There are a lot of predictions for the end of Mad Men floating around right now, and many of them are based on scrutinizing past episodes for clues as to the future. But there’s one thing that none of these theories take into account, in light of Sunday night’s episode.
Betty is dead.
That may not immediately trigger any thoughts to you as it relates to Don Draper, but consider this: He has three kids. Sally may be able to live on her own in boarding school, but Don couldn’t expect Henry Francis to support Don’s two boys. Henry may be more of a father to them than Don at this point, but step-dads aren’t granted custody of children in the 1970s.
That means that Don is not on his own. He can’t just settle down in Topeka or Wichita or even Los Angeles and live the rest of his life on the fortune he’s made from McCann Erickson. He has three kids to support, he left behind at least a million by leaving McCann, and, because of his non-compete agreement, he can’t work in advertising in the United States for four more years. And he’s not going to leave his kids behind. He may be travelling across the United States, but he still cares enough about his children to check in with them (as you recall in Sunday night’s episode, he called Sally and said he’d be calling the boys, afterwards).
But we also know this about Don Draper: He’s headed for a rebirth of some sort. That writing is clearly on the wall. He’s shed his Don Draper personae. He’s given up the job. But he can’t just go back to being Dick Whitman. As far as the United States government is concerned, Dick Whitman is dead. Admitting to being Dick Whitman would be tantamount to admitting to fraud. Or identity theft. Or something bigger (we’re dealing with the military here, after all).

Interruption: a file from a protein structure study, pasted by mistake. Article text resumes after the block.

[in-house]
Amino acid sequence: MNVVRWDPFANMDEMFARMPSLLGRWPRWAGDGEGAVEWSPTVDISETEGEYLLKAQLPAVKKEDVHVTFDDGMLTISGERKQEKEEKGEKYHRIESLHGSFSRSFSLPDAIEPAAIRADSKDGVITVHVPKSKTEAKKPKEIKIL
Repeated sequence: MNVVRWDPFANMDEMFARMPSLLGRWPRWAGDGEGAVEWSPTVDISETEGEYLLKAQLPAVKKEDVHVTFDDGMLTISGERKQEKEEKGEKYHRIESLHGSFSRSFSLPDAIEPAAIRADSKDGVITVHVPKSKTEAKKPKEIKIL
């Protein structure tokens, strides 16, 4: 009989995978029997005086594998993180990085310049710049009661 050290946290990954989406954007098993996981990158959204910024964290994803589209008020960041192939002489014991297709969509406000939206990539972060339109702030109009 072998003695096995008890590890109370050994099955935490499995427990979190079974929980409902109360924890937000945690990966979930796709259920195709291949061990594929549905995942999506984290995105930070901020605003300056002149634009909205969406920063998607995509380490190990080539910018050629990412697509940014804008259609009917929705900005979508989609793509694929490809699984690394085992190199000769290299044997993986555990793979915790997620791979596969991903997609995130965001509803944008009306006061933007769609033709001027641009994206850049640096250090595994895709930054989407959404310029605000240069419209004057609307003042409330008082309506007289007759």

So, Don has three kids. He has no wife to take care of them. He has no career in advertising, and he can’t continue working that career. He can’t go back to being “Dick Whitman.” So, what’s left for him?
Let’s back up just a moment. Matthew Weiner was on the Nerdist podcast last week, and I can’t shake one thing he really stressed in talking about Mad Men. He said he does not do symbolism. He was very clear about that. He also said that he does not troll viewers. So, when the flight attendant spilled wine on the white carpet earlier this season, he said there was no symbolic meaning to that. The only thing it demonstrated, he said, is that Don didn’t care about his apartment enough to care that wine was spilled on it. There was nothing deeper to it; Weiner doesn’t trade in symbolism.
There’s another thing that Weiner has said about the finale: He said that it could be “a disaster.” He said that he’s paved the way for a “mixed review,” and that he told his wife and a few writers about the ending of the series years ago, and they suggested it might be “a disaster.”